Sharing images of loved ones drove the craze for collecting cartes-de-visite. The average middle class Victorian home would have had an album full of images of friends and family members as well as never-before-seen famous faces ranging from royalty to well-known authors and infamous criminals. Such images sold in their hundreds of thousands. Also hugely popular were stereoscopes, relatively affordable devices which allowed people to view 3D photographs of scenes from around the world from the comfort of their own homes. On display are a range of ornate stereoscopes as well as early photographs showing views from countries ranging from Egypt to Australia. The increasing affordability of photographs fuelled the demand for the services of photographic studios, and visitors have the opportunity to get a taste of a Victorian studio by posing for their own pictures. They also have the chance to see typical objects from the photographer’s studio, including a cast iron head rest, used to keep subjects still for a sufficient period of time to capture their image.

Alison Morrison Low, Principal Curator of Science at National Museums Scotland commented: “Just as today we love to document the world around us photographically, so too were the Victorians obsessed with taking and sharing photographs. Photography: A Victorian Sensation will transport visitors back to the 19th century, linking the Victorian craze for photography with the role it plays in everyday life today. The period we’re examining may be beyond living memory, but the people featured in these early images are not so different from us.”

A book, Scottish Photography: The First 30 Years by Sara Stevenson and Alison Morrison-Low has been published by NMSEnterprises Publishing to accompany Photography: A Victorian Sensation.”

Text from the National Museum of Scotland website

 

Taken by a photographer of the London School of Photography, based at Newgate Street and Regent Circus, London. 'Portrait of a horse held by a groom' 1858-60

 

Taken by a photographer of the London School of Photography, based at Newgate Street and Regent Circus, London
Portrait of a horse held by a groom
1858-60
Quarter- plate ambrotype
© Howarth-Loomes Collection at National Museums Scotland

 

George Washington Wilson, Aberdeen. 'Balmoral Castle from the N.W.' 1863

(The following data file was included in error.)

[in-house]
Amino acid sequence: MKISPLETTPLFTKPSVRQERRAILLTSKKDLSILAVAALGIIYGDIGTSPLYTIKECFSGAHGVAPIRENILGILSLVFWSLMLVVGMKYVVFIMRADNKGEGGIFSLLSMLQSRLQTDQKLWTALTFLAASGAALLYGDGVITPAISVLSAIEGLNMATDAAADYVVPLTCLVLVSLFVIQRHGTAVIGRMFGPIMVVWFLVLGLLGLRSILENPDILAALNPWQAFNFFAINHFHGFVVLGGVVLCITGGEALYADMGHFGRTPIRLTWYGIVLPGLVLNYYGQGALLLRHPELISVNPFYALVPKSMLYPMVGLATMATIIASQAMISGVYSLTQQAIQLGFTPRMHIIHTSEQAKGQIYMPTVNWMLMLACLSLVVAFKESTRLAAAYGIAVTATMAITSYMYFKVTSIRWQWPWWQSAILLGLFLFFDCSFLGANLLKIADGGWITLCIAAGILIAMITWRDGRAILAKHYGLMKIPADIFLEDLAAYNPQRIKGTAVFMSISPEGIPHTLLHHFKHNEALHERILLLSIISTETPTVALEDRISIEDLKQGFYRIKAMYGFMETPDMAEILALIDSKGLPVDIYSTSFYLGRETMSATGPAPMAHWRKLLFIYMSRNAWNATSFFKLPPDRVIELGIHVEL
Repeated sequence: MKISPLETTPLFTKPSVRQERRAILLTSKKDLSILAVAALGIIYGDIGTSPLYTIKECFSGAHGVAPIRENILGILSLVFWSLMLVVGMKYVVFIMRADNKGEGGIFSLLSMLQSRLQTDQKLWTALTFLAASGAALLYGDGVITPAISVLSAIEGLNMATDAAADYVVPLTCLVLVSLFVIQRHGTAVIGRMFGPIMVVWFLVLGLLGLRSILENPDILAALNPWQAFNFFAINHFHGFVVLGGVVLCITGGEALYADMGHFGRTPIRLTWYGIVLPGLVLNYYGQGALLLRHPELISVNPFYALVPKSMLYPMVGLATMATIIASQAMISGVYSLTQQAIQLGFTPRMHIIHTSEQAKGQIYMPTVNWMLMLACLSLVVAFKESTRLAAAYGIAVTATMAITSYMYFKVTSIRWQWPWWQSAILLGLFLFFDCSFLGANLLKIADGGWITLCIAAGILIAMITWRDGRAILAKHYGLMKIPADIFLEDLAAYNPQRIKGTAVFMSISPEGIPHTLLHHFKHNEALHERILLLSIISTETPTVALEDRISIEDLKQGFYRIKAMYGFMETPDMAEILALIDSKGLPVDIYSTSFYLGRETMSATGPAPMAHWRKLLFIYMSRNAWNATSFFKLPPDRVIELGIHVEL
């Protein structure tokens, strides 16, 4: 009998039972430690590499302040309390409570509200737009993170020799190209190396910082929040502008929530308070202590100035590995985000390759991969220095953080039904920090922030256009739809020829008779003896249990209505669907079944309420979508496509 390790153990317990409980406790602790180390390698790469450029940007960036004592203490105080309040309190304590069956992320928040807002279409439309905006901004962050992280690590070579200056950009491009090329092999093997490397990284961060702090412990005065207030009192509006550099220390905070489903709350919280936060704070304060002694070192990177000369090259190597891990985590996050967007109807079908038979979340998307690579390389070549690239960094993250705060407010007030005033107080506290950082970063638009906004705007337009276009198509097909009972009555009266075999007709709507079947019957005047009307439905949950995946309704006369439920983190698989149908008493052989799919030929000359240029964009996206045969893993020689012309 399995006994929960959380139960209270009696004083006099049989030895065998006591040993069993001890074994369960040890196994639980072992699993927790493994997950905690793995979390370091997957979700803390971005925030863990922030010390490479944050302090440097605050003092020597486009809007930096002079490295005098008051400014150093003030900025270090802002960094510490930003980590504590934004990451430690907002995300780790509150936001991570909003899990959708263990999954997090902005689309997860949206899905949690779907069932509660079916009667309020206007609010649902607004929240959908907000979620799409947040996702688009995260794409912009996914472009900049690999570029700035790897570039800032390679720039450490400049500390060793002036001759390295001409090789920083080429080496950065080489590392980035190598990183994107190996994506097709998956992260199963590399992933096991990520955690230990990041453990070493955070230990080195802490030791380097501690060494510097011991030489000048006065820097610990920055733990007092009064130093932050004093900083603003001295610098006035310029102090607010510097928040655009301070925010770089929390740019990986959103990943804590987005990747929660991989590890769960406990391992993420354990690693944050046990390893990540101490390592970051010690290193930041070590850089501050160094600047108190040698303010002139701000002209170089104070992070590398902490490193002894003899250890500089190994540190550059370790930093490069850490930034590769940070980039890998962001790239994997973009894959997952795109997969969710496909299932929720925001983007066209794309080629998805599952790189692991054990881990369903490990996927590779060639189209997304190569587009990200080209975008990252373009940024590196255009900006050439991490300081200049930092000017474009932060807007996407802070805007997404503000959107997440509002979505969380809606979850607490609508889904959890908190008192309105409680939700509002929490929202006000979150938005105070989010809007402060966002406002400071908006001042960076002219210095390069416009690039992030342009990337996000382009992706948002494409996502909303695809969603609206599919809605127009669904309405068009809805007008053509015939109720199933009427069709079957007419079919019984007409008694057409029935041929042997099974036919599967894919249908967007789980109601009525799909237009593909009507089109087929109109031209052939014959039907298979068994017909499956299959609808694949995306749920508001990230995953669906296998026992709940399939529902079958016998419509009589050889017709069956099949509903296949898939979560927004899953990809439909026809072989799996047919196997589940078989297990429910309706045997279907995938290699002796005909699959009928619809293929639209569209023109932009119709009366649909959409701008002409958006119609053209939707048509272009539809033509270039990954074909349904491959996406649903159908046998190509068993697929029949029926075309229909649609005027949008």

George Washington Wilson, Aberdeen
Balmoral Castle from the N.W.
1863
Stereo albumen prints from a wet collodion negative
© Howarth-Loomes Collection at National Museums Scotland

 

Staff photographer of the London Stereoscopic and Photographic Company (probably William England). 'The Armstrong Trophy and Naval Court' 1862

 

Staff photographer of the London Stereoscopic and Photographic Company (probably William England)
The Armstrong Trophy and Naval Court
1862
Stereo albumen prints from a wet collodion negative
From the series of International Exhibition of 1862, No. 133
© Howarth-Loomes Collection at National Museums Scotland

It shows material lent to the exhibition by the Northern Lighthouse Board, Edinburgh, now in the collections of National Museums Scotland.

 

Mayall, London & Brighton. 'The Queen, gazing at a bust of Prince Albert, together with the Prince and Princess of Wales, married 10 March 1863' 1863

 

Mayall, London & Brighton
The Queen, gazing at a bust of Prince Albert, together with the Prince and  Princess of Wales, married 10 March 1863
1863
Carte-de-visite
© Howarth-Loomes Collection at National Museums Scotland

 

Cramb Brothers, of Glasgow. 'Dr E W Pritchard, His Wife, Mother-in-Law and Family' 1865

 

Cramb Brothers, of Glasgow
Dr E W Pritchard, His Wife, Mother-in-Law and Family
1865
Carte-de-visite
© Howarth-Loomes Collection at National Museums Scotland

Edward William Pritchard (1825-65) was notorious for poisoning with antimony his wife and mother-in-law, both seen in this family portrait in happier days. He was the last person to be publicly executed in Glasgow.

 

Cramb Brothers, of Glasgow. 'Dr E W Pritchard' 1865

 

Cramb Brothers, of Glasgow
Dr E W Pritchard
1865
Carte-de-visite
© Howarth-Loomes Collection at National Museums Scotland

Cramb Brothers advertised this image, Price 1 shilling each. They stated: These Portraits are all Copyright, and bear the Publishers’ Names. Legal Proceedings will be taken against any one offering Pirated Copies for Sale.

 

Marcus Guttenberg, Bristol. 'Portrait group of four unidentified children' 1860s-1870s

 

Marcus Guttenberg, Bristol
Portrait group of four unidentified children
1860s-1870s
Carte-de-visite
© Howarth-Loomes Collection at National Museums Scotland

 

Elliot & Fry, 55 Baker Street, Portman Square, London. 'Alfred, Lord Tennyson' 1865-86

 

Elliot & Fry, 55 Baker Street, Portman Square, London
Alfred, Lord Tennyson
1865-86
Carte-de-visite
© Howarth-Loomes Collection at National Museums Scotland

Tennyson (1809-92) became Poet Laureate in 1850, after the death of William Wordsworth; his poems In Memoriam (1850) and Idylls of the King (1859) were hugely popular during Victorian times, but less so today.

 

Mrs Julia Margaret Cameron. 'Alfred Tennyson' 3 June 1870

 

Mrs Julia Margaret Cameron
Alfred Tennyson
3 June 1870
Albumen print from a wet collodion negative
© Howarth-Loomes Collection at National Museums Scotland

 

Henry Frederick Van Der Weyde, 182 Regent Street, London. 'Richard Mansfield as Dr Jekyll and Mr Hyde' c. 1888

 

Henry Frederick Van Der Weyde, 182 Regent Street, London
Richard Mansfield as Dr Jekyll and Mr Hyde
c. 1888
© Howarth-Loomes Collection at National Museums Scotland

Mansfield made his name in the title role of R.L. Stevenson’s novella, made into a play and shown in London in 1888.

 

Henry Frederick Van Der Weyde, 182 Regent Street, London. 'Richard Mansfield as Dr Jekyll and Mr Hyde' c. 1888 (detail)

 

Henry Frederick Van Der Weyde, 182 Regent Street, London
Richard Mansfield as Dr Jekyll and Mr Hyde (detail)
c. 1888
© Howarth-Loomes Collection at National Museums Scotland